A new dimension for genome studies

Friday, October 9, 2009 - 03:21 in Biology & Nature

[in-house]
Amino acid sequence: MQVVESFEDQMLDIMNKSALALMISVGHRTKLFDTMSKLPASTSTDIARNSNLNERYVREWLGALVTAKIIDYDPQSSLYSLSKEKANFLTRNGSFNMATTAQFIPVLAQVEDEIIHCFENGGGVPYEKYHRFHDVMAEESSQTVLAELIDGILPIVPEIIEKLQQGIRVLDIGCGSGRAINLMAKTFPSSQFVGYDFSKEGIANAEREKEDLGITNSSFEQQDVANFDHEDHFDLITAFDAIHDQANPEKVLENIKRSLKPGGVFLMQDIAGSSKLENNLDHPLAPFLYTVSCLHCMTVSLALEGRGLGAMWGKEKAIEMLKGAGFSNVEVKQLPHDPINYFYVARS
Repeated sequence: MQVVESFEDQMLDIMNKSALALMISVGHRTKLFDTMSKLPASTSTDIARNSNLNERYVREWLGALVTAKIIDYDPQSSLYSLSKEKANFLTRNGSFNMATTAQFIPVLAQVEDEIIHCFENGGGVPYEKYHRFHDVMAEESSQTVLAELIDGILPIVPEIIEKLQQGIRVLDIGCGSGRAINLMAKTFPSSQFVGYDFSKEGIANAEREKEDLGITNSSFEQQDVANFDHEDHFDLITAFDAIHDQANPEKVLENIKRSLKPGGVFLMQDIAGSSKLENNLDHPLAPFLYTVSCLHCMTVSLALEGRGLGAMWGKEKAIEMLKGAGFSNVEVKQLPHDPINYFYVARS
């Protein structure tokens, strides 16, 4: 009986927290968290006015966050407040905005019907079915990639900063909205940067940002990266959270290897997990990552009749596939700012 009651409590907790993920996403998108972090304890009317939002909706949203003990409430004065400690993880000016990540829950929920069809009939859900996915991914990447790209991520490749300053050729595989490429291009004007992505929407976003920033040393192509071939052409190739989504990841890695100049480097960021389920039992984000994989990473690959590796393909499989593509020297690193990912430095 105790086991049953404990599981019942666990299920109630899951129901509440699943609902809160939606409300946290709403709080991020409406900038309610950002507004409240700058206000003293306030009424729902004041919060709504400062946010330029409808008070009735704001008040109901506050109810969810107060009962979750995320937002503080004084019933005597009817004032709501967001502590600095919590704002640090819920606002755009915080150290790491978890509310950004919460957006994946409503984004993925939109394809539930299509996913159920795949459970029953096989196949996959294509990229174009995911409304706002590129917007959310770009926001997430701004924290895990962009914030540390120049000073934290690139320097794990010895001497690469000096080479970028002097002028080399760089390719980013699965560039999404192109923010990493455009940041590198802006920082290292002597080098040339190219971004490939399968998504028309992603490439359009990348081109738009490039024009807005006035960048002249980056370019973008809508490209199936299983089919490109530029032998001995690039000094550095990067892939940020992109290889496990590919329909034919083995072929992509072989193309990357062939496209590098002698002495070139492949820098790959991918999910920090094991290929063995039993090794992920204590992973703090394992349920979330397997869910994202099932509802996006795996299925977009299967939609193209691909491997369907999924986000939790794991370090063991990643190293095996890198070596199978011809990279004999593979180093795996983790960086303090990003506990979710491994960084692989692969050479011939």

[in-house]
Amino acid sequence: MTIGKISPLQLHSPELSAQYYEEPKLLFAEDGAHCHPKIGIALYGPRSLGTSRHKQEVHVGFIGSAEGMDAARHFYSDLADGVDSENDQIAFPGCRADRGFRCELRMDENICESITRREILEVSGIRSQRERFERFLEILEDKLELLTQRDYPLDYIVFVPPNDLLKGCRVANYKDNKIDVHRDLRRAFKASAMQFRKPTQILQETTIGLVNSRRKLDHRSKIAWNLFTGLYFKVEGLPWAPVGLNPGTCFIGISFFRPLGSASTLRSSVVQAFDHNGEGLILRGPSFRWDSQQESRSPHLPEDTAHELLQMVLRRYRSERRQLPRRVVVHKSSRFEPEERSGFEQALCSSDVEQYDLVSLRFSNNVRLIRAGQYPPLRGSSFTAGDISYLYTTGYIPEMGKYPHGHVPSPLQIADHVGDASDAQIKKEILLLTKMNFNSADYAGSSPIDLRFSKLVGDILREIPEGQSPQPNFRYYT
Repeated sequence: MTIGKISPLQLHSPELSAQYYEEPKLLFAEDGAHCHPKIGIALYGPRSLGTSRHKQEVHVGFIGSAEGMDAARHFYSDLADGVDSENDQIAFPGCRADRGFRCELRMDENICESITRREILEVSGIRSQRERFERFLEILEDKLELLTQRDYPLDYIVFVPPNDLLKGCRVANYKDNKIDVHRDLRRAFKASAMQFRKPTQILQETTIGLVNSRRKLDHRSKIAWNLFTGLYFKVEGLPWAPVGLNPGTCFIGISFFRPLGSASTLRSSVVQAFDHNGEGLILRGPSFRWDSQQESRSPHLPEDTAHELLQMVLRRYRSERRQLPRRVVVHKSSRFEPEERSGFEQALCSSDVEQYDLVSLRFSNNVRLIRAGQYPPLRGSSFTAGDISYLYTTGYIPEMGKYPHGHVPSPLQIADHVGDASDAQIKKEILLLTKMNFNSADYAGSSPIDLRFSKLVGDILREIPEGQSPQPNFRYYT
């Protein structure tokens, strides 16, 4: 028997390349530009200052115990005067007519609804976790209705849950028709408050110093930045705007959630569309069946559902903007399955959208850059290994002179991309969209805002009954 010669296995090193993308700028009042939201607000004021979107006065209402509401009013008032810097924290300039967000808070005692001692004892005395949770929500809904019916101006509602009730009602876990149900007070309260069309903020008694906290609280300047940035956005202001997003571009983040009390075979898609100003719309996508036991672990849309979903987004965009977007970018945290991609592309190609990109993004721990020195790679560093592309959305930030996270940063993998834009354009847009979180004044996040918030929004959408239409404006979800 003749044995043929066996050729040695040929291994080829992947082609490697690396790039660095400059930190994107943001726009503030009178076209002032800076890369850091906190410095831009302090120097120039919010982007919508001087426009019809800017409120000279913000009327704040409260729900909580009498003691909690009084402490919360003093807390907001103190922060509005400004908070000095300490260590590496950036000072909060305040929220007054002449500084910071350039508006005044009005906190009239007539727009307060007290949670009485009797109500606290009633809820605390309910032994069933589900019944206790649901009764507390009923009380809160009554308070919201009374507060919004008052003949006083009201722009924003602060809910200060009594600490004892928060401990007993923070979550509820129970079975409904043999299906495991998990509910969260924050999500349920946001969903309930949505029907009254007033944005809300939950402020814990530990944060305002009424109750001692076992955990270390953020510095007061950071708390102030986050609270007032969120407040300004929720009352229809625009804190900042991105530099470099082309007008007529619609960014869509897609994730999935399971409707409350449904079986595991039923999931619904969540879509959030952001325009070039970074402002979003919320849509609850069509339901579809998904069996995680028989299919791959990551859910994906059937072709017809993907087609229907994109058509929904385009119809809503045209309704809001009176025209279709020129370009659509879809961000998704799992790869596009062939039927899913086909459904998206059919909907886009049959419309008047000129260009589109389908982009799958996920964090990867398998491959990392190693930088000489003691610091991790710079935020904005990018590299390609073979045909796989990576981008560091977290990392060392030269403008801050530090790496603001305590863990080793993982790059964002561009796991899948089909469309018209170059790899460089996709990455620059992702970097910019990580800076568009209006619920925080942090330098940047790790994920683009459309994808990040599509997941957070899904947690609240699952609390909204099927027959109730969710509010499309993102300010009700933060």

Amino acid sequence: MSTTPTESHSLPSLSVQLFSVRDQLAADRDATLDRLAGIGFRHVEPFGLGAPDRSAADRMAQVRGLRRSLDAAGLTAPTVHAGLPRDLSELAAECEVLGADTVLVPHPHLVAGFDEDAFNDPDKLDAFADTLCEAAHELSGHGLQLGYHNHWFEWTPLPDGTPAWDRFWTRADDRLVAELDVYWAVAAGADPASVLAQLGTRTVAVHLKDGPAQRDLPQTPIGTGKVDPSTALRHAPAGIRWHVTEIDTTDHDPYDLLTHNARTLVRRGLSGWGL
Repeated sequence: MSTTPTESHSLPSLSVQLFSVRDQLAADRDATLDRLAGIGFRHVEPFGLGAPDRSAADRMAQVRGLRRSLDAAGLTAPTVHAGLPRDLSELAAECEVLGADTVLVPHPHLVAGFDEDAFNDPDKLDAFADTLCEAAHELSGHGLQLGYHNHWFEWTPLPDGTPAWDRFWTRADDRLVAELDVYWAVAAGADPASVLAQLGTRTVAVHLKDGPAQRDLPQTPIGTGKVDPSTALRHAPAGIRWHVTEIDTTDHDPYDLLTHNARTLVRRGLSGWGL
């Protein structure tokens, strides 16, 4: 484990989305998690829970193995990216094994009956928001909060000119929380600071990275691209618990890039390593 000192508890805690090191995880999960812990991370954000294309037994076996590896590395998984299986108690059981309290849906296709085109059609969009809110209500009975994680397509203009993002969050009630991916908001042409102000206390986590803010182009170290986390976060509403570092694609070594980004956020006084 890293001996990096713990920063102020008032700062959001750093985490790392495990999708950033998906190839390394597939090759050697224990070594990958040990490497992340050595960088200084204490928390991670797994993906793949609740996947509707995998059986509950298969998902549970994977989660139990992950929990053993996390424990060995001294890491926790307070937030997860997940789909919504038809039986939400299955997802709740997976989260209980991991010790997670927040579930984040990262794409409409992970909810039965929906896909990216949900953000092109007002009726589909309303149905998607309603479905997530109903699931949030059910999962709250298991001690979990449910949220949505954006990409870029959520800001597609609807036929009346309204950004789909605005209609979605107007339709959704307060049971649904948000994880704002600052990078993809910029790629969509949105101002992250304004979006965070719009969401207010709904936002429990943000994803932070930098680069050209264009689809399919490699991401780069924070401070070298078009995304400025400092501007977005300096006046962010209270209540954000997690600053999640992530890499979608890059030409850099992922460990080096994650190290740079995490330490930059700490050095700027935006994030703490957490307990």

Scientists have long known that DNA is arranged in a double helix. But if the double helix did not fold further, each cell's genome would be two meters long — far too large to fit into the nucleus of a human cell, which is about a hundredth of a millimeter in diameter. A new paper from scientists at MIT, the Broad Institute of Harvard and MIT, University of Massachusetts Medical School and Harvard University, reveals the three-dimensional structure of the human genome and answers the thorny question of how each of our cells stows some three billion base pairs of DNA. The work, reported in this week's issue of Science, may also explain how cells control which stretches of DNA are transcribed and which remain silent. Furthermore, the new technique could allow researchers to study how gene expression changes as cells develop or become cancerous, says Thomas Tullius,...

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